by Fabrizio Fiorenzano

Pashupatinath is one of the most important Hindu temples in Nepal. Located near the Bagmati River, it is listed as a UNESCO World Heritage Site along with a few other legendary temples in Kathmandu. At the ghats (stairs leading down to the river), funeral pyres are constantly being built for the open-air cremations taking place on a daily basis. Non-Hindus are not allowed access to the Pashupatinath temple, but the real attraction for both Nepalese and foreign visitors are the cremations. Cremations are part of life and death, but not something that anyone would want to witness too often.

As one approaches the Bagmati River, the smokestacks of ongoing cremations are normally visible in the distance. People in Nepal are cremated in different sites, depending on their social and economic status in life. One is reserved for members of the royal family, another one for wealthy and prestigious families, and several others for the common folk. The cremation places for the commoners are located at the other end of the bridge, kept out of sight from the places used by the royals and the wealthy. From the opposite bank of the river one can observe all of the various ongoing activities.

The fire is managed by two persons, who appear to be close family members. They use long bamboo sticks to stir the fire and ensure it consumes everything. Next to the fire a young man sits on the stairs leading down to the river, his head shaven. The whole thing is difficult to understand for us coming from a different culture. It is an impressive but surprisingly not grisly spectacle, as the general atmosphere is serene.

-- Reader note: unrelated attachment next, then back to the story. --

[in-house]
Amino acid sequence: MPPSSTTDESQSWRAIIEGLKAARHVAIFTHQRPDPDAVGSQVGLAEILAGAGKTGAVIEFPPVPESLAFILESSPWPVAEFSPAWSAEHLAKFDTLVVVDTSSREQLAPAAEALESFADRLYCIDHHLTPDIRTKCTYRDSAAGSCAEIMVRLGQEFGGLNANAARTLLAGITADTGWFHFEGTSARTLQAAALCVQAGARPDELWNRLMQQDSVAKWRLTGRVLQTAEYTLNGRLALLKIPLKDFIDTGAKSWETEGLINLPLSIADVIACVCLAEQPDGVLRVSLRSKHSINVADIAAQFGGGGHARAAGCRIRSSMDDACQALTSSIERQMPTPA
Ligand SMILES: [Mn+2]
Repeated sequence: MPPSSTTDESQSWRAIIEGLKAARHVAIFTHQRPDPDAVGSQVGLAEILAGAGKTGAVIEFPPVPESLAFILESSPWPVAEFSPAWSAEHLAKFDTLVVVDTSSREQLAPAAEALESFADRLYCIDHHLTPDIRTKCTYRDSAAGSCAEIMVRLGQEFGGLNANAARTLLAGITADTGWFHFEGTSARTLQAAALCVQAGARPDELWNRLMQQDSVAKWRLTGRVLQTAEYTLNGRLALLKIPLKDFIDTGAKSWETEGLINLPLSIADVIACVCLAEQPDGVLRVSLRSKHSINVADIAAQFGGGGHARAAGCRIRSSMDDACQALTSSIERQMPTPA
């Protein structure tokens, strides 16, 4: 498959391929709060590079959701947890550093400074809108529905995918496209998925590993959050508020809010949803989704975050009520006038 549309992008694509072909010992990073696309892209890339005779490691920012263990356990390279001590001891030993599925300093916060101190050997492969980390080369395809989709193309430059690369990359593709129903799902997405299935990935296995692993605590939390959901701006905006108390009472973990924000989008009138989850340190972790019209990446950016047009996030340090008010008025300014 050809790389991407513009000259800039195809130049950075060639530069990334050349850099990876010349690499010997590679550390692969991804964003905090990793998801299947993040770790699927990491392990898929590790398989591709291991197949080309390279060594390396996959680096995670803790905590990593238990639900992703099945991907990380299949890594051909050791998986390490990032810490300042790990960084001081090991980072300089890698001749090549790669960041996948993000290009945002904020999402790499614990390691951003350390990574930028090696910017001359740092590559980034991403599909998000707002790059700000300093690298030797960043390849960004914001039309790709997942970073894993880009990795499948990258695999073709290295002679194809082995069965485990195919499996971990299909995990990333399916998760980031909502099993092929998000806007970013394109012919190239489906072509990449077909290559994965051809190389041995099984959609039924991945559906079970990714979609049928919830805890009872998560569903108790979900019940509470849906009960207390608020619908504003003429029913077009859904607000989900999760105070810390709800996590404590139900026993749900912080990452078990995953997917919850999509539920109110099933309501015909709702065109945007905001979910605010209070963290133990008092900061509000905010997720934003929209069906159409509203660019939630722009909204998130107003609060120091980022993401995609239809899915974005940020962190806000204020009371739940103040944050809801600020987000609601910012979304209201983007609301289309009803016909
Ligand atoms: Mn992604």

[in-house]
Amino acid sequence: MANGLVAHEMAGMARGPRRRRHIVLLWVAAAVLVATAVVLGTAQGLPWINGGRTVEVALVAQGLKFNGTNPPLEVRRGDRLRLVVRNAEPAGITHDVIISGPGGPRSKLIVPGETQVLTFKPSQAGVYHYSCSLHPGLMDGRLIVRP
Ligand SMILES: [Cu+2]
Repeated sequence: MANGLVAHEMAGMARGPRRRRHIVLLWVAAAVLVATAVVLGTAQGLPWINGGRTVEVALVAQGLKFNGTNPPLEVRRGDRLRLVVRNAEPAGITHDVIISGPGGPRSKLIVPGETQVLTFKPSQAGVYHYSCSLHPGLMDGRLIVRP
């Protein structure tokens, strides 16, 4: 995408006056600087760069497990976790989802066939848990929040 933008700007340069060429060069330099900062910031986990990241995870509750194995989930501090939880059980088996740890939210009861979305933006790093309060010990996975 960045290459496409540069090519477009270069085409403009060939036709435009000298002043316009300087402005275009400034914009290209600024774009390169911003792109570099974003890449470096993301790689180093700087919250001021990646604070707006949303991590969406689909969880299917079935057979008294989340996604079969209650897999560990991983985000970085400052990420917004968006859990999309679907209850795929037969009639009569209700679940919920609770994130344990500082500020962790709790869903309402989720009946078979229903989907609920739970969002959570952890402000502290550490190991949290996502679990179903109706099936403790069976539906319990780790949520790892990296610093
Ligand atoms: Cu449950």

As soon as the pile bursts into flames, the body gets covered with straws soaked in water collected from the nearby holy Bagmati River, resulting in a lot of white smoke. As the head of the body is thus concealed, the attending family members start waiting for the pyre to be fully consumed by the fire, which takes many hours.  Once complete, the relatives descend the stairs to dispose of the ashes of the deceased into the river.

Not everyone is cremated. Holy men, lepers and people with smallpox have traditionally been buried, with holy men buried in a vertical position and their bodies preserved with salt. Small children under the age of two also are not cremated, because their souls do not need purifying. Often times today, instead of being buried they are moved by boat to the middle of the Ganges or some other sacred river and then dropped into the waters, tied to a heavy stone to make them sink to the bottom.

Families who cannot afford the wood required for the cremation service sometimes also dump the corpses into the Ganges. On occasion, an effigy is burned to symbolize cremation. Few people are buried and they mostly are victims of suicide, murder, or some other kind of violent death, because it is believed that their souls will never find peace – no matter how the corpse is disposed of.

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